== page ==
The Sarpong Synthesis of Phomactin A
Richmond Sarpong of the University of California, Berkeley envisioned a general synthetic route to the phomactins, exemplified by phomactin A (3), based on the cyclization of 1 to 2. The challenge in this approach was the preparation of the highly substituted cyclohexene core of 1 (Nature Chem. 2018, 10, 938. DOI: 10.1038/s41557-018-0084-x).
The acyclic half 6 of 1, already known from previous work by Eric J. Thomas of the University of Manchester, was readily prepared from the alkyne 4. The Negishi protocol converted 4 to 5, that was then silylated to give 6 (Tetrahedron 2015, 71, 7293. DOI: 10.1016/j.tet.2015.04.005).
The authors chose to prepare the cyclohexene of 1 from the inexpensive carvone 7. The key enabling transformation was the reductive cylization of the derived epoxide 8 to the diastereomeric mixture of the cyclobutanes 9 and 10, first reported by Franciso A. Bermejo and Alfonso Fernández Mateos of the Universidad de Salamanca (Tetrahedron 2006, 62, 8933. DOI: 10.1016/j.tet.2006.07.020).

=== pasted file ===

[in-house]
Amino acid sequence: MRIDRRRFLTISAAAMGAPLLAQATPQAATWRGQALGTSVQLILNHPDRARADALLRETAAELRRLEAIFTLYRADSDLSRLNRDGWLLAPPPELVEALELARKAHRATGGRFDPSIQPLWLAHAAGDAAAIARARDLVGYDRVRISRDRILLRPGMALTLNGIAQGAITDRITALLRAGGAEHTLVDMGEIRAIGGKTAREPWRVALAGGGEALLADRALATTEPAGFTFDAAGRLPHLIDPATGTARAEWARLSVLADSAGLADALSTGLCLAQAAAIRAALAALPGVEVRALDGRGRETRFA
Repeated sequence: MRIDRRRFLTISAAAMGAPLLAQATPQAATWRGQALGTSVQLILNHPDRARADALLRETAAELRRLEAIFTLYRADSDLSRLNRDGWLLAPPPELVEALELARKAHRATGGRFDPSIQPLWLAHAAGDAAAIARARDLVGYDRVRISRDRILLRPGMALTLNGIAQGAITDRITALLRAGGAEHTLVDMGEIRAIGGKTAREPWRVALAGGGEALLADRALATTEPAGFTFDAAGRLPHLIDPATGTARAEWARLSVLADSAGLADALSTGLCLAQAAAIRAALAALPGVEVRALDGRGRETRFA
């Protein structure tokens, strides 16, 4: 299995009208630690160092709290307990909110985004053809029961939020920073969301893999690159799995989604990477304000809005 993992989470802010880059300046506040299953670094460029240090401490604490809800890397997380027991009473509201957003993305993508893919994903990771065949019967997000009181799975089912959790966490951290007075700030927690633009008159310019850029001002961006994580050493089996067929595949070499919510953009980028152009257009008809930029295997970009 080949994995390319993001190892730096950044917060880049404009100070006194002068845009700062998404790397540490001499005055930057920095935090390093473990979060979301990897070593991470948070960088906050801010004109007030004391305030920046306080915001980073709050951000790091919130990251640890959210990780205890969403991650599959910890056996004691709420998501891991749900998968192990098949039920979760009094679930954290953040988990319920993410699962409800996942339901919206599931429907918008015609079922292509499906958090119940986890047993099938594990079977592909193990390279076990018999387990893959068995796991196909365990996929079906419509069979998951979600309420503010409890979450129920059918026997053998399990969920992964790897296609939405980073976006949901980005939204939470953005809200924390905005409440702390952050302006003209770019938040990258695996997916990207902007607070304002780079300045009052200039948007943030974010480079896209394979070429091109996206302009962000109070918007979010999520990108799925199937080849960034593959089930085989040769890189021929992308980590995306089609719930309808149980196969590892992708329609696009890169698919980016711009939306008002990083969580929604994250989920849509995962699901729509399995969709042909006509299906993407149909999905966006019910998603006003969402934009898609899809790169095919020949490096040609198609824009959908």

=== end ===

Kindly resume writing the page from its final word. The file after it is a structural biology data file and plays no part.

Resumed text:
The readily separable diol 10, with the correct relative and absolute configuration for conversion to 1, was carried on to the sulfide 11. The cyclobutane was cleaved selectively, to give 12. Oxidation led to the sulfone 13, that was converted by methyl lithium addition followed by dehydration to the diene 14. Allylic oxidation gave the aldehyde 15. Addition of the alkenyl lithium derived from 6 followed by protection, deprotection and conversion of the allylic alcohol to the corresponding bromide then completed the assembly of 1.
The cyclization of 1 to 2 proceeded smoothly, as did the subsequent desulfurization. Deprotection followed by oxidation and reduction then completed the synthesis of the allylic alcohol 16, a versatile intermediate for the preparation of many members of the phomactin family. To reach phomactin A (3), the allylic alcohol was doubly epoxidized to 17. Allylic displacement with acetate delivered 18, that was oxidized, deacetylated and cyclized to 3.